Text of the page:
Vail melt is upon us after snow-water peak occurs in March this season
Readings top out 3.5 weeks earlier than average
Vail Mountain has seen quite a melt over the last two weeks, and snow telemetry data shows the area snow water equivalent to have peaked on March 31.
While there’s more moisture on the way, it’s unlikely to push the readings on the Vail Mountain snow telemetry site back over the March 31 recordings at Vail, said Eagle River Water and Sanitation District spokesperson Diane Johnson.
The Vail Mountain site is located at an elevation of 10,300 feet, and peaked March 31 at 14.6 inches of water within the snowpack, known as snow water equivalent.
The March 31 peak at 14.6 inches is 65% of normal peak SWE and 3.5 weeks ahead of the normal April 25 peak, Johnson said.
Johnson said while the rain and snow in the forecast is very welcome given the conditions, “it’s unlikely to affect the peak since Vail has already dropped so much.”
The April 12 reading on Vail Mountain is 11.5 inches, down 3.1 inches in two weeks.
At nearby Copper Mountain, a similar story can be seen in the SWE graphs, but just as has been the case with Vail’s neighbor to the east in recent years, snowpack isn’t quite as far below average at Copper again this season.
Copper Mountain’s SWE peaked April 2, nearly four weeks ahead of its normal April 28 peak. The site recorded 12.4 inches of water within the snowpack, which is 80% of its normal peak. The Copper Mountain snow telemetry site is at 10,550 feet and is the closest official measurement site to the headwaters of Gore Creek, which runs through Vail Village.
At Fremont Pass, which is the site closest to the headwaters of the Eagle River, an April 5 reading shows 13.4 inches of water within the snowpack, which could be the peak, although it’s still too early to tell, Johnson said. The April 12 reading at Fremont Pass shows 13.2 inches.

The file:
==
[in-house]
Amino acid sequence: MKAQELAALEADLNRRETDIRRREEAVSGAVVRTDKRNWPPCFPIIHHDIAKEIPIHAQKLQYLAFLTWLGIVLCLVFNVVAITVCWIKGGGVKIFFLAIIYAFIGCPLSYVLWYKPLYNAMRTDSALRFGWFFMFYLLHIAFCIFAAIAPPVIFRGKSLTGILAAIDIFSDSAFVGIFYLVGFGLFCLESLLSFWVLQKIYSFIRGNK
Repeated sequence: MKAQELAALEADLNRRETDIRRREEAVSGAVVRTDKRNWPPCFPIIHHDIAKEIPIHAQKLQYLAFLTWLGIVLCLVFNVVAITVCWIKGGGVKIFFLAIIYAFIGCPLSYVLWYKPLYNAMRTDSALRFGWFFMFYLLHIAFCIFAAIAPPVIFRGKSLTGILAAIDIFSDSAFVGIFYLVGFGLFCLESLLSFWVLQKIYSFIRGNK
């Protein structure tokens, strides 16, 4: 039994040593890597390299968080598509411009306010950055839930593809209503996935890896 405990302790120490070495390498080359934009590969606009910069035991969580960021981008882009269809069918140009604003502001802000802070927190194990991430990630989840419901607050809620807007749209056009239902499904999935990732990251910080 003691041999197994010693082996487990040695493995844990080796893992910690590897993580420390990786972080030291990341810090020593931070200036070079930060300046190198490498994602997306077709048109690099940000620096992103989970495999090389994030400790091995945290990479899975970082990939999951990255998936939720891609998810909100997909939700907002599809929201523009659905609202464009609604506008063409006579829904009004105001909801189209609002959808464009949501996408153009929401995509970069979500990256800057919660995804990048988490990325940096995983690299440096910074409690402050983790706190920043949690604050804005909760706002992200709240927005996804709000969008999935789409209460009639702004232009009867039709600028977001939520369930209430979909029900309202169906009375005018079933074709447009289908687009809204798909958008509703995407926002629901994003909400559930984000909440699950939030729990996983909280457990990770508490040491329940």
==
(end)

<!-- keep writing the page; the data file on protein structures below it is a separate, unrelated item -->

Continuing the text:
The Eagle River Water and Sanitation District says the extreme drought which started in August 2020 is likely to continue into this summer.
In a letter to customers issued April 1, the district said a much drier-than-normal summer and fall contributed to low stream flows.
“Flows matter because our local streams are the supply for us to provide you with clean, safe water for drinking, indoor uses, irrigation, and fire protection,” the letter states. “Your water use is directly linked to stream levels; when streamflows are low, high water use compounds the negative impact on local streams.”
The district has asked all customers to try to reduce the amount of water they use.
“Making those changes now means you’ll be prepared for dry summer conditions and will be helping to preserve our environment,” the letter states.
The district recommends everyone examine their water bills, attempt to lower their bill by lowering their usage tier, and use the free WaterSmart account to track and manage water use.
Regulations in effect
The Eagle River Water and Sanitation District’s water use regulations require all residences within the district to avoid outdoor irrigation every Monday. Addresses that end in odd numbers may water on Tuesdays, Thursdays and Saturdays. Addresses that end in even numbers may water on Wednesdays, Fridays and Sundays.
Properties served by the district may water between midnight and 10 a.m., or 4 p.m. and midnight on their designated watering day; no watering is allowed between 10 a.m. and 4 p.m.”
All water district customers using hoses must have water-saving shutoff nozzles to prevent free-running water, as well.
Guess the peak
The Eagle River Watershed Council has launched its annual Peak Flow Prediction Contest, where river watchers can guess the day and time of peak flow at the Eagle River’s Gypsum gauge.
Sponsors will give away about $3,000 in prizes.
“We’ll be sharing more soon about these prizes — but trust us, they’re spectacular,” the council shared on its Facebook page.
Visit erwc.org/peakflow to become a contestant by purchasing a ticket and making a prediction. The contest will be open through April 22.